Fall is not just for orange sweet potatoes but for purple sweet potatoes, too. They’re underrated! They’re very purple! They’re magical beauty beings of the underworld! Okay, maybe not. But they’re perfect for a lovely, swirled Purple Sweet Potato Sourdough boule.
These loaves were trendy for a while and I have no shame in bringing them back. I tried to make this recipe as uncomplicated as possible. I know that other recipes for loaves with purple sweet potato can be a bit tedious…but this recipe is simple and reliable. I’ve made it many times without fail.
This is also a pretty mild sourdough bread! So, it’s perfect for children or people who don’t love the tang of sourdough but still want to eat a colorful & naturally-leavened loaf. I love it served with cheese and honey but have also made it into some very delicious bread pudding.
Purple Sweet Potato Sourdough: Little details
The timing of this recipe moves like this:
- Steaming potatoes & making dough for autolyse: 45 minutes
- Add the mashed purple potato to the dough, then bulk fermentation (overall 4-8 hours or broken down as follows):
- Rest 1 hour
- Stretch + fold then rest 1 hour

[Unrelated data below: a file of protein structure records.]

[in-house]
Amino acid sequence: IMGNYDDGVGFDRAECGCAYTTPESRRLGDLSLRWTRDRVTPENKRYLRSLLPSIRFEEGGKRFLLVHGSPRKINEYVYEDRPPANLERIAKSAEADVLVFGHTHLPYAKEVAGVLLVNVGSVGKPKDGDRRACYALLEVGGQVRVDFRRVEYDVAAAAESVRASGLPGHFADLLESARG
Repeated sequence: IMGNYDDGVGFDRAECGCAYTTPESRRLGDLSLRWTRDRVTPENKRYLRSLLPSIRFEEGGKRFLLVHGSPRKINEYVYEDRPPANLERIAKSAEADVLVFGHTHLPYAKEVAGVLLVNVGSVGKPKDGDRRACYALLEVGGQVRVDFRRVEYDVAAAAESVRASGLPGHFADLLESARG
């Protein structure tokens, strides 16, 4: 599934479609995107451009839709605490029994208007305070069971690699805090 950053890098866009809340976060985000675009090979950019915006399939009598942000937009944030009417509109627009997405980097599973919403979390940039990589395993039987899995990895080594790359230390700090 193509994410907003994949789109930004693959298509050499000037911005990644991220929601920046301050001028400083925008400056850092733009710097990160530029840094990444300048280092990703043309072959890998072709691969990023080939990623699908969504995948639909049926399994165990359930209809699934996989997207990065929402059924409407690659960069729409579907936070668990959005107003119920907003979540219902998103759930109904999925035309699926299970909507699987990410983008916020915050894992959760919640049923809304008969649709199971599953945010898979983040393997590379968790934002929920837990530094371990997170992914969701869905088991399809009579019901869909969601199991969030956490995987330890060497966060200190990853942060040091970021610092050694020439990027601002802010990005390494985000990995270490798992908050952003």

- Stretch + fold then rest 1 hour
- Stretch + fold then rest 1-4 hours (depending on dough environment temp, see below)
- Shape & set in fridge (cold proofing) for 12-14 hours
- Remove from fridge & set on counter for 1 hour (preheat oven halfway through)
- Bake for 1 hour
- Cool for 2 hours
So, the loaf typically turns out for lunch time if you begin the recipe around 3 or 4 pm.
Dough environment temperature is really important for sourdough fermentation. I like to keep my dough covered at all times and in a proofer (especially in the winter) during bulk fermentation at 80°F. The optimal environment temperature for sourdough dough is around 75-82°F. That may not always be possible, but it’s good to note for your own reference when gauging how long your bulk fermentation takes, or even how long it takes for your sourdough starter to peak.
When I keep my dough environment at 80°F, it takes the minimal amount of time to bulk ferment (4 hours). If your kitchen is much cooler as mine gets in the winter and you don’t have a place like a proofer to keep the dough, you can either create a makeshift proofer in your oven or accept that the dough will take a longer while (not the worst thing in the world!). When sourdough proofs at a colder temperature, it’ll taste milder than being proofed at a warmer temperature.